Access FM continued to run several talk shows about Ajai, and Madira noticed an uptick in community engagement. “It caught the attention of the elders [...] looking to make sure Ajai is protected for future generations.”
For instance, there was a campaign to walk [nearly 500 km] from Kampala up to Arua “in the name of saving the shea nut tree, which grows in the Ajai Game Reserve,” he shared.
The area game warden Babu Bhakhit Olanya joined one of the shows to discuss the issues faced by the game reserve. “We want to work together with the media to disseminate information about the importance of conservation to the communities,” he said.
Federick Dramadi, a radio journalist, read Drasimaku’s story in 2020 and was inspired to produce a segment of his own. “Drasimaku’s style of storytelling was appealing to me,” he said.
Dramadi aired The Fate of Ajai in February 2022, amplifying community voices, who, frustrated with the lack of promised action, threatened to use the land set aside for the reserve for farming and their settlements. “If nothing useful is going to be done [with Ajai], they better give us back our land,” said one community member.
It would be several more months before “useful” progress was made.
The long road to returning rhinos to Ajai
The UWA had harbored plans to re-introduce rhinos to Ajai for quite some time, said Hangi. “Ziwa Rhino Sanctuary [whose mission is to reintroduce white rhinos back into the wild] is reaching its carrying capacity and there is a need to translocate some of the rhinos there,” he explained.
A feasibility study conducted in 2020 confirmed that the Ajai reserve was one of the best habitats for rhinos in the country. However, it was reported that the study advised that additional land is required for rhino conservation, a process that will entail much negotiation and compensation to acquire from the community.
Growing wildlife coverage in Uganda, despite challenges
According to Dramadi, the media in Northern Uganda is still lagging, and fails to carry out investigations that would catalyze policymakers to make informed decisions. Recounting the insurgencies that pushed the region toward poverty, he said: “This affected the media industry…. [there are] a lack of funds to carry out in-depth coverage.” Environmental journalism gets particularly short shrift, he added.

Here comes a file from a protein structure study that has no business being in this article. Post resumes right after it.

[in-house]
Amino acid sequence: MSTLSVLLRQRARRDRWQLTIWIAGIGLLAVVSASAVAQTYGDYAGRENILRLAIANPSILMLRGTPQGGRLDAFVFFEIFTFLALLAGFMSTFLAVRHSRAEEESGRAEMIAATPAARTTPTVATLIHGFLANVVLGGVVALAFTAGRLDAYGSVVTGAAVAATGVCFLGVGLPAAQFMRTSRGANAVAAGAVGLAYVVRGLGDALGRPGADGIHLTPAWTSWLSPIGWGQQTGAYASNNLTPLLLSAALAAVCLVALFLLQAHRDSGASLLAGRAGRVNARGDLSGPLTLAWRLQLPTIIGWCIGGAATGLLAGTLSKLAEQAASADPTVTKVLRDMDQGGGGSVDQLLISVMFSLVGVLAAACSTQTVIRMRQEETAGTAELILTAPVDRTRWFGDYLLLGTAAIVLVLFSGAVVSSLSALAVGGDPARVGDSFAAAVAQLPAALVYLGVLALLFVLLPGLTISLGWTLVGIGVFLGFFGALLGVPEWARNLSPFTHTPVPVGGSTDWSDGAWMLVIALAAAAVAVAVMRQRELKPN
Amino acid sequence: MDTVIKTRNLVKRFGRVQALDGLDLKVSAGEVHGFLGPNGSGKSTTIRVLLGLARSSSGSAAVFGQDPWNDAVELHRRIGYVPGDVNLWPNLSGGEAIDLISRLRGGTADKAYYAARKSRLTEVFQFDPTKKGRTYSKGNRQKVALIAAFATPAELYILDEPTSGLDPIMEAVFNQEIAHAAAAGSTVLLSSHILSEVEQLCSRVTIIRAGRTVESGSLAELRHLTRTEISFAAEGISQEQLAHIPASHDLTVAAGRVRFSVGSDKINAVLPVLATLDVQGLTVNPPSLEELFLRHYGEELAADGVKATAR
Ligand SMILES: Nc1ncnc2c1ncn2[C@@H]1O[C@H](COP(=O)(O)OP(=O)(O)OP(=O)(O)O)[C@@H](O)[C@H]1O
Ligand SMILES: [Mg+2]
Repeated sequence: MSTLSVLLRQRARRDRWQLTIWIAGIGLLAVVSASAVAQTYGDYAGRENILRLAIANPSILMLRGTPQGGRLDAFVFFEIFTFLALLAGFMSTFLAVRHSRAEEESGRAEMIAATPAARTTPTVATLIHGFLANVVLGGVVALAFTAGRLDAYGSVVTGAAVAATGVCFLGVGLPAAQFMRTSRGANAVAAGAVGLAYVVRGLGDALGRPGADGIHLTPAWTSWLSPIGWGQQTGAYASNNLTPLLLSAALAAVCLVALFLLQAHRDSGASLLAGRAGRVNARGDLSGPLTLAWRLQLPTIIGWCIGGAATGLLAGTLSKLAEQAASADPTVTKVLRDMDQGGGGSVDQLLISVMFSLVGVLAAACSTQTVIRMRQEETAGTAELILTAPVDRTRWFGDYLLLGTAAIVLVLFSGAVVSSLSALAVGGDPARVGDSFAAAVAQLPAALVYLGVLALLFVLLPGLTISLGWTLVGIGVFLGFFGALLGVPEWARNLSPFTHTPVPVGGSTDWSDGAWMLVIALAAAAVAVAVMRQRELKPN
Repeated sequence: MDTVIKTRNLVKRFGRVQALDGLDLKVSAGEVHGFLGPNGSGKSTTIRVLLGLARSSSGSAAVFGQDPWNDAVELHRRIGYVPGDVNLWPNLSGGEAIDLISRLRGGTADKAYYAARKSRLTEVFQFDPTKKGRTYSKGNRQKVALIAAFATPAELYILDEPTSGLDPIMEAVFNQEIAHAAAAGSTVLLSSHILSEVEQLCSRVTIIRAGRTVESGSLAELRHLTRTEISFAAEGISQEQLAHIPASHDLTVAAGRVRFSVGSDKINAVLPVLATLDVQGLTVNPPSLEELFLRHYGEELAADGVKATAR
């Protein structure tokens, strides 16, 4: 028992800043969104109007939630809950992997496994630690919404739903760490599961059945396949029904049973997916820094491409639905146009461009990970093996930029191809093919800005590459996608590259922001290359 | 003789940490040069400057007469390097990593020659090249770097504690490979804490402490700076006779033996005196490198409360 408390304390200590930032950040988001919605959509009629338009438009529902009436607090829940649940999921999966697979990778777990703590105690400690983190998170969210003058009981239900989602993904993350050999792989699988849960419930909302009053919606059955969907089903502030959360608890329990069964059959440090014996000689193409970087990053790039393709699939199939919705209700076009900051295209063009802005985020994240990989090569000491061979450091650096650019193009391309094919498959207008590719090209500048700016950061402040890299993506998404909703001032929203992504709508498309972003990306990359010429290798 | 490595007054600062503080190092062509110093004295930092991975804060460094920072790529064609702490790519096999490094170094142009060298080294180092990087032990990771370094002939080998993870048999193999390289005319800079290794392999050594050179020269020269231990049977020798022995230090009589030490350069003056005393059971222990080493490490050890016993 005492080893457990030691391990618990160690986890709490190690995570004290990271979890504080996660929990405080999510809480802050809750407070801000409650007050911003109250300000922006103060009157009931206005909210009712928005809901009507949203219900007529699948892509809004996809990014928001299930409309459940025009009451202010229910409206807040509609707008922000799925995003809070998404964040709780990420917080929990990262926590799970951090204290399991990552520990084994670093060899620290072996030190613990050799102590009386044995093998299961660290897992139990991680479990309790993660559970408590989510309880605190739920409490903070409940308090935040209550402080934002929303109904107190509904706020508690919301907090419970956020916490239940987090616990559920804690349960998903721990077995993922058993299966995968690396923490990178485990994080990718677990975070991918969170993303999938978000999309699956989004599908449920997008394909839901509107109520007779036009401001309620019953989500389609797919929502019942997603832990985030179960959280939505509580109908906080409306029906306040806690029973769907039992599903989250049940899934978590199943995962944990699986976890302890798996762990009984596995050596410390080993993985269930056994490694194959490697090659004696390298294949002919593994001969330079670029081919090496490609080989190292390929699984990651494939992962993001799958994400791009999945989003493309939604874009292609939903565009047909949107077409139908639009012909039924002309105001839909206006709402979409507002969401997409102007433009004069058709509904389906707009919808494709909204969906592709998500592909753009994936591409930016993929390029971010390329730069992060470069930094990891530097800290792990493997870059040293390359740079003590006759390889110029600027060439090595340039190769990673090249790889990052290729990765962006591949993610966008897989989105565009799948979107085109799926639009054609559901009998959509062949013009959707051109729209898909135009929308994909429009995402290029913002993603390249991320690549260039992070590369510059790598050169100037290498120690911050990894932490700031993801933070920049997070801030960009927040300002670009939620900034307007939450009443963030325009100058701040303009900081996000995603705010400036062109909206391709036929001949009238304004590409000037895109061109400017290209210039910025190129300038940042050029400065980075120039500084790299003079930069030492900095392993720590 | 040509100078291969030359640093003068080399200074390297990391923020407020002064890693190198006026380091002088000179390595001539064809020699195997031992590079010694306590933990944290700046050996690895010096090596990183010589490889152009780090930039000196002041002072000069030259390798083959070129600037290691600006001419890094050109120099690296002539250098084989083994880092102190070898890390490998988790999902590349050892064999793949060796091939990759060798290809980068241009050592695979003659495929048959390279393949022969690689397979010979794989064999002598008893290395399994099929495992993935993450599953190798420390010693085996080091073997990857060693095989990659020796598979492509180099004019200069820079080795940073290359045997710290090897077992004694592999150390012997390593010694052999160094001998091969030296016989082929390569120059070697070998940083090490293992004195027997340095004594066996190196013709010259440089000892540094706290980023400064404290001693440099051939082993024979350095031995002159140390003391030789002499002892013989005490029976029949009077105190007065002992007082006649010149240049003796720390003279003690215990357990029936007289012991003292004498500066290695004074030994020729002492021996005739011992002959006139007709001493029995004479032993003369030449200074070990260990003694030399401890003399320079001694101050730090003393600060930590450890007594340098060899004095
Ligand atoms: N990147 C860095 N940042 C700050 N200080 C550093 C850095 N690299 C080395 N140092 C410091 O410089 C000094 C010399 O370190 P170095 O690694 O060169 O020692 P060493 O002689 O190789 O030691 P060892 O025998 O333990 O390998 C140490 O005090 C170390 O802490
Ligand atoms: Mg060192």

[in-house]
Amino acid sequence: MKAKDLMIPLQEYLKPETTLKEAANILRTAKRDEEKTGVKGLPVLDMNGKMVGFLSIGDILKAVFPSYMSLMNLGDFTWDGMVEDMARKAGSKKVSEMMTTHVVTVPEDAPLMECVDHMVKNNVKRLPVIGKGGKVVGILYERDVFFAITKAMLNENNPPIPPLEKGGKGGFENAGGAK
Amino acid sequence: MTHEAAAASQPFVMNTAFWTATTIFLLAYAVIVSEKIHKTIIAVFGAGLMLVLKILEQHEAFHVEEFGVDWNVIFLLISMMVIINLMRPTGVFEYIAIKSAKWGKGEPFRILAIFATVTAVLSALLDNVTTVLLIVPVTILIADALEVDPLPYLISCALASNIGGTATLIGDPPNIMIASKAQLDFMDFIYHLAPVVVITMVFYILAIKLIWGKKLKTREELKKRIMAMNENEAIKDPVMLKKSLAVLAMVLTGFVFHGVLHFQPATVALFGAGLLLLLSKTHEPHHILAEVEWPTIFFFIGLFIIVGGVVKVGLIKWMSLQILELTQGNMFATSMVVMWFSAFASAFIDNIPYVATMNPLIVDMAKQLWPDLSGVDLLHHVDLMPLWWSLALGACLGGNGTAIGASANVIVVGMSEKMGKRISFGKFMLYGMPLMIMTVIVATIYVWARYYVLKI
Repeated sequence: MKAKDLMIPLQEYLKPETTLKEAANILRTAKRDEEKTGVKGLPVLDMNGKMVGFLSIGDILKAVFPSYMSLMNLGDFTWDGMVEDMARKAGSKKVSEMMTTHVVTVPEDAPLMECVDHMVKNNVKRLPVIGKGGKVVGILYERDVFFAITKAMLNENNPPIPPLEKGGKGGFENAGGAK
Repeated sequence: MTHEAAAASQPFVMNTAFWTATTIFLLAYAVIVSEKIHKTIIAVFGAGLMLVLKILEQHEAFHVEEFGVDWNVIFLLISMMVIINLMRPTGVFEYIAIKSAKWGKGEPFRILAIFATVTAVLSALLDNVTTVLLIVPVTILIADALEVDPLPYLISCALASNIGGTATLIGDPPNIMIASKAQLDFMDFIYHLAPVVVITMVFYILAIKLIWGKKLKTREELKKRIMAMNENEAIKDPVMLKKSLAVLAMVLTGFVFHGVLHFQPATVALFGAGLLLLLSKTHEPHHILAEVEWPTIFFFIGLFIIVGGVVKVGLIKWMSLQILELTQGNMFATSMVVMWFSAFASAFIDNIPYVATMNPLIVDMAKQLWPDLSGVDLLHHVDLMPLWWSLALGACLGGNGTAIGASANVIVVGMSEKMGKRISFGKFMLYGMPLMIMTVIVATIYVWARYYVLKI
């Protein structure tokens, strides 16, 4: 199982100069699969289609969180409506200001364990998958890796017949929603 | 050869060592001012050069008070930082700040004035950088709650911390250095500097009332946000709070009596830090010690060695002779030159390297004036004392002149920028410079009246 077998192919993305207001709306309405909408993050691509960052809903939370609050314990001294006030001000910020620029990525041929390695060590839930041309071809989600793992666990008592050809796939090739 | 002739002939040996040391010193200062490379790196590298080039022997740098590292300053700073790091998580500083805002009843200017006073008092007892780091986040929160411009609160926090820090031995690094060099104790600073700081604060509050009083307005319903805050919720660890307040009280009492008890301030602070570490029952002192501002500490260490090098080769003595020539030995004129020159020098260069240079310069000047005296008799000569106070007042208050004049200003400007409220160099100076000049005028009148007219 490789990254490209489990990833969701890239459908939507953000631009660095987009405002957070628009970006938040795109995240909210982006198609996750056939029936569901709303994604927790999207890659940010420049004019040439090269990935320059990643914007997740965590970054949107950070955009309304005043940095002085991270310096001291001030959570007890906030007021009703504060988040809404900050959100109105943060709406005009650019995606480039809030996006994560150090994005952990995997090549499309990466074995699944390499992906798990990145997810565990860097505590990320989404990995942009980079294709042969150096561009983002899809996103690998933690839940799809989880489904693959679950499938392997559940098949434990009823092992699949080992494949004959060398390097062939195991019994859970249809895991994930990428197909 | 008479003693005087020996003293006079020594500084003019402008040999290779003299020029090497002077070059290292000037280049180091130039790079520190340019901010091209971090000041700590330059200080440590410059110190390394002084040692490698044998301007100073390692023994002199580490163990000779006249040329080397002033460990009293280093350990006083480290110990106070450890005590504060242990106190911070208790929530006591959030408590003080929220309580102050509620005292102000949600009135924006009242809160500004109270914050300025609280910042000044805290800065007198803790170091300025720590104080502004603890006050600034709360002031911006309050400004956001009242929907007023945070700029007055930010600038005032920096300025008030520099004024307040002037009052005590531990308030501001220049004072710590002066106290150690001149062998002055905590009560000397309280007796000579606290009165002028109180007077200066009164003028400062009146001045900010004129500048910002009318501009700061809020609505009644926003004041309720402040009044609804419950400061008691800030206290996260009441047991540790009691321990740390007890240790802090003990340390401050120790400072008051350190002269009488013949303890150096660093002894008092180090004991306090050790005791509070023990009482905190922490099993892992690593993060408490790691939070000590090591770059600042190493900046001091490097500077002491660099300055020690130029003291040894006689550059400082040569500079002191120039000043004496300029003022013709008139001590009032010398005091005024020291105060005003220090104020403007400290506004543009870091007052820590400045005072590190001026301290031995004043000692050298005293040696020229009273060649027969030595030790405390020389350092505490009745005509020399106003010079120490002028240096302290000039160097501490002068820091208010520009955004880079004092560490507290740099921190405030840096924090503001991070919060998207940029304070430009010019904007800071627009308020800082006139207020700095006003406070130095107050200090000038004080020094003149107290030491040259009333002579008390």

Drasimaku acknowledged the EJN grant allowed him to visit areas that are often difficult to access, due to limited resources. “Given the situation we were in, the COVID-19 situation, we faced financial challenges because we were not making money and therefore the grant came in handy,” he said in an interview with Aluma.
His solutions-focused story resonated with the community and led to increased interest and awareness of conservation. According to the Institute for Applied Positive Research, stories that shift their focus from reporting problems to highlighting solutions make people feel more engaged in their communities.
“Opening the mind to the fact that others have overcome similar challenges and been successful is an effective way to catalyze positive change, as it creates a greater sense of hope and optimism,” the report found. “In other words, the journalist holds incredible power to positively influence the community through story selection and the way it is presented.”
“Journalists must learn to improve their reporting on these kinds of issues to make a journalistic impact,” said Drasimaku, who continues to expand his coverage of wildlife conservation and protection in Uganda.
This approach did not go unnoticed by his peers. “The impact [of the story] has continued, and the media has not stopped there,” said Madira.
Since 2020, Access FM has continued to produce radio talk shows about Ajai that engage the community, translating the shows into local languages to reach larger audiences. “As media, we have a very important role to play when it comes to conservation. At the end of the day, it is a collective responsibility,” he said. In July 2023, Drasimaku published a follow-up story for West Nile Today News, "The Quest For The Reintroduction of White Rhinos in Ajai Game Reserve."
UWA’s Hangi agreed that environmental reports are critical to creating impact on the ground. “Environmental coverage brings issues to the forefront and calls on duty bearers to take action.”
When interviewed for the Monitor in December 2022, Hangi could not give a timeline on when the rhinos would be reintroduced, but the Ugandan government’s new brief has brought them another step closer to their old home in the Ajai reserve.
“I think [my story] did help,” said Drasimaku. “There has been a lot more media focusing on Ajai."
Banner image: The Southern White Rhino in Uganda / Credit: Rod Waddington via Flickr.